Cyclone Debbie was a category 4 cyclone that stormed through the Whitsundays on 28 March 2017. Before hitting the Whitsunday Islands and Airlie Beach, the tropical cyclone made its way over the Great Barrier Reef and inner fringing reefs, causing stormy waters and crashing waves, which in turn affected the reef and its inhabitants.
The Whitsundays is in recovery mode following Cyclone Debbie, which made its way through the Whitsundays 28 March, 2017. Some of the islands and boats were affected, which has in turn affected some preexisting guests who had trips booked in the area. If you had an island vacation booked, or were booked onto a boat that is no longer available, you might be looking for alternatives.
Hamilton Island was one of the Whitsunday Island affected by Cyclone Debbie, which hit Australia on 28 March 2017. Known for it’s high-end resorts, fun activities and beautiful scenery, it is a favourite among locals and tourists alike.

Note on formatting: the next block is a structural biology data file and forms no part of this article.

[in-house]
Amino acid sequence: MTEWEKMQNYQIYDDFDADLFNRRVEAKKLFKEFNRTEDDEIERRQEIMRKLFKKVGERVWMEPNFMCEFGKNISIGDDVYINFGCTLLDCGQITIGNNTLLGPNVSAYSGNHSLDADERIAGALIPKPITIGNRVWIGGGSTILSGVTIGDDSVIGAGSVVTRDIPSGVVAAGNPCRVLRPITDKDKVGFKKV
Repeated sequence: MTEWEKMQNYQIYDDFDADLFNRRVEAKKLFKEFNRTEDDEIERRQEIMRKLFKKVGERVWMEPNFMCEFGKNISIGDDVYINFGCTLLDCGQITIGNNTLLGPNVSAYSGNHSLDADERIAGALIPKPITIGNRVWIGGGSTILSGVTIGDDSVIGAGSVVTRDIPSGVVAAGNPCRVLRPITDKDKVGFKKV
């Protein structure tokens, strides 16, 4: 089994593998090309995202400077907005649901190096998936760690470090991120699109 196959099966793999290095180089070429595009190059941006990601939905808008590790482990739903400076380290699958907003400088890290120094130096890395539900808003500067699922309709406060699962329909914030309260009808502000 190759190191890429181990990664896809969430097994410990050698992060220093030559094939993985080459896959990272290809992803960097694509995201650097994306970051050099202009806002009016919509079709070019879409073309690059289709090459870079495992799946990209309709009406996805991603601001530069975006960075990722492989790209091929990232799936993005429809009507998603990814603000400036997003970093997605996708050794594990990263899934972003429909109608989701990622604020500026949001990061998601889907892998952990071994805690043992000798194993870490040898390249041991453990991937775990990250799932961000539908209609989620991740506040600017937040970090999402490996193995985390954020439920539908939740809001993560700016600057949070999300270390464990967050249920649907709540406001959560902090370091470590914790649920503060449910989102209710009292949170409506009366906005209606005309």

Daydream Island Resort and Spa was one of the Whitsunday Islands affected by Cyclone Debbie on 28 March 2017. The island is 1km long and 400m wide and is home to one resort that operates over the entirety of the island. It is a family-friendly island that has been a go-to for locals and tourists alike boasting swimming pools, mini-golf, a spa, several restaurants and a living reef within the island complete with sharks, rays and clownfish.
When ‘Cyclone Debbie’ hit Airlie Beach on March 28th 2017, she brought with her strong winds which stormed through the town and surrounding areas. While Airlie Beach is bouncing back, continuing on with business as usual, it has sparked a debate about the long-term effects this natural disaster will have on the reef system.
Tropical Cyclone Debbie passed through the Whitsundays on March 28, 2017, as a category four cyclone. It was the strongest tropical cyclone since Cyclone Ada in 1970, almost 47 years ago, causing damage to the Whitsundays and surrounding areas before heading south, where it would caused some flooding near Rockhampton. Considering modern building codes are so stringent the main damage was to vegetation and water penetration to some unoccupied buildings.